Beijing Municipality consists of six urban districts, eight suburban districts, and two rural counties, all of which were classified according to their location and economic development. In total, there were 630 state middle schools. Middle school students are from 13 to 15 years of age. Participants for this study were students from eight state middle schools in two districts. Initially, two districts were contacted to take part in this study (an urban district (43 state middle schools) and a suburban district (47 state middle schools)), from which four middle schools were subsequently contacted to participate. Our sample was not randomized, as we contacted schools directly to recruit participants. In each school, there were four classes per grade on average. Two classes in each grade level were contacted to participate in this survey, and the students in selected classes were invited to fill out the adapted school-based Chinese version of the China Health and Nutrition Survey and the Chinese version of the Students’ Attitudes toward Physical Education Scale (SPEA) [7,24].

Measurements

Physical activity data were collected using the adapted school-based Chinese version of the China Health and Nutrition Survey, which has been conducted since 1989 [7]. Survey questions were used to identify the physical activities inside and outside school (sports/exercise) and sedentary activities outside of school (reading/writing/drawing, using computer, watching TV/videos, or sitting games) in which students were regularly engaged. For all activities identified, respondents were queried regarding the frequency and average duration (e.g., h/day and min/day) of involvement. Sport and exercise were categorized as moderate to vigorous activity (MVPA), while sedentary activities were considered light, in accordance with previous reports [7,25].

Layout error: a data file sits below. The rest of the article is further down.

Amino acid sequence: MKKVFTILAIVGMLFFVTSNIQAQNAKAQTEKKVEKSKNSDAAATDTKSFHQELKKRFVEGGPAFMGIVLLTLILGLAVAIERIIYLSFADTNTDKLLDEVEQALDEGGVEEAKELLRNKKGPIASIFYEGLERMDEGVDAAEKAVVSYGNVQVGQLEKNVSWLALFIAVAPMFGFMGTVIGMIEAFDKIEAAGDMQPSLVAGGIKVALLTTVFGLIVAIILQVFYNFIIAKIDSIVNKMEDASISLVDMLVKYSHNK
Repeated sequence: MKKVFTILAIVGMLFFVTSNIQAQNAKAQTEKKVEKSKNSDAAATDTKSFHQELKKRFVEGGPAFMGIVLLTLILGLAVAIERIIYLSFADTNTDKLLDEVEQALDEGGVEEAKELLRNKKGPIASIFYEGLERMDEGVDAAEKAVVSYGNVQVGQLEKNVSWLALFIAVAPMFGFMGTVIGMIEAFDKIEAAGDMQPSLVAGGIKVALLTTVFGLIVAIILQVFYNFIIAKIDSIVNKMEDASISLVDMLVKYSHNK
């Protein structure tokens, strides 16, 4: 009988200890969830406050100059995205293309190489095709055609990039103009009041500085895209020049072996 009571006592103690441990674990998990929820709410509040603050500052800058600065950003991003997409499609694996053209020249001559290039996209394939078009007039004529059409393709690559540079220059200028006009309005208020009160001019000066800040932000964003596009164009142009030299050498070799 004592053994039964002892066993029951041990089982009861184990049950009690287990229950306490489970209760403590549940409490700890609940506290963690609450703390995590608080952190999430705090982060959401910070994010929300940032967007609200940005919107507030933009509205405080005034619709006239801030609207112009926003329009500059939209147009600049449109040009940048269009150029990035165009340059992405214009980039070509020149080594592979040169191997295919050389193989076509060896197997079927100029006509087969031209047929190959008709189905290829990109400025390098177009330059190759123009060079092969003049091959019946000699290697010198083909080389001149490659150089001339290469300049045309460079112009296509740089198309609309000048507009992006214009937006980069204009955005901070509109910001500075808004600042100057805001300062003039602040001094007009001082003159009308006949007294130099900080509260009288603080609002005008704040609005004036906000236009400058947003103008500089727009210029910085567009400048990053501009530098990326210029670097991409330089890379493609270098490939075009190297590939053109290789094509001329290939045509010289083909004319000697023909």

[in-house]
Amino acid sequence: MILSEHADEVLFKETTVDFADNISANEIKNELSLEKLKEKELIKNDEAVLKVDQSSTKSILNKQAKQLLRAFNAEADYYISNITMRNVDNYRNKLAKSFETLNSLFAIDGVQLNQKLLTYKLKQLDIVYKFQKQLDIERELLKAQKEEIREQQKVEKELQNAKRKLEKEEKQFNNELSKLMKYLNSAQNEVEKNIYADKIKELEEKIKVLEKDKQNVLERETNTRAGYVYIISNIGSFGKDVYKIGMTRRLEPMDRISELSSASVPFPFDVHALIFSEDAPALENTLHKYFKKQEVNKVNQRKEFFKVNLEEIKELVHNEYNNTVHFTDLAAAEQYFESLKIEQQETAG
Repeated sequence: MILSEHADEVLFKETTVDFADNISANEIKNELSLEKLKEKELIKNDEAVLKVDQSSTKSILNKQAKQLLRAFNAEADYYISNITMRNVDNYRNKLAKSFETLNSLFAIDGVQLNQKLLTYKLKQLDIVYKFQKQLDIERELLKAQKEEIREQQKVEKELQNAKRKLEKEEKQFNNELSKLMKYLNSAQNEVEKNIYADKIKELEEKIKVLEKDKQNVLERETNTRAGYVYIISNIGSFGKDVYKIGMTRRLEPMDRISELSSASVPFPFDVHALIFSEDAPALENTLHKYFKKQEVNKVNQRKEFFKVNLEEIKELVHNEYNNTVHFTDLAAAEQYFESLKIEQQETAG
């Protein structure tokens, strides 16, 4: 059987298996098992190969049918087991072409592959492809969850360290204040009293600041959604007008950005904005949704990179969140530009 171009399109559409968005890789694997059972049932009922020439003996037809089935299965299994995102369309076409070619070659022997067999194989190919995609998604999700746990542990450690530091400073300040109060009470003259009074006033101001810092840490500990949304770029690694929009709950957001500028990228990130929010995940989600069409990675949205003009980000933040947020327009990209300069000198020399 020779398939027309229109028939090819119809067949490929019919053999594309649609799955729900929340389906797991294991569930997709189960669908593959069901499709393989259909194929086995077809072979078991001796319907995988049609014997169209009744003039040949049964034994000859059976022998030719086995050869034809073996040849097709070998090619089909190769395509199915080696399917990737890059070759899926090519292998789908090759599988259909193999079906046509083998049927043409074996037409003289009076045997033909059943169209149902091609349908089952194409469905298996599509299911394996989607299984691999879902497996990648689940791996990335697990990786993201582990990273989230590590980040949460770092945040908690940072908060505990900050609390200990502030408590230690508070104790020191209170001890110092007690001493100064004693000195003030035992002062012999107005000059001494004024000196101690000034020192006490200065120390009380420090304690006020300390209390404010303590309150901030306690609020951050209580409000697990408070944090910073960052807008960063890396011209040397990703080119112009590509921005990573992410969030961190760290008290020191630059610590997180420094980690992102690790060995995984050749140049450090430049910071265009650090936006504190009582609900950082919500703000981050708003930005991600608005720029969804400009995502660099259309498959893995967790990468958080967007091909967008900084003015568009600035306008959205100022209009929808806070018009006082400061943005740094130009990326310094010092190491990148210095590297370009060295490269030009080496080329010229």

A validated Chinese version of the SPEA was used to measure student attitudes toward physical education [24]. The SPEA consists of 20 items. Response choices were on a 5-point Likert response scale ranging from “strongly disagree” (1) to “strongly agree” (5), with a total possible score of 100 points for overall attitude. A higher score indicates a more positive attitude.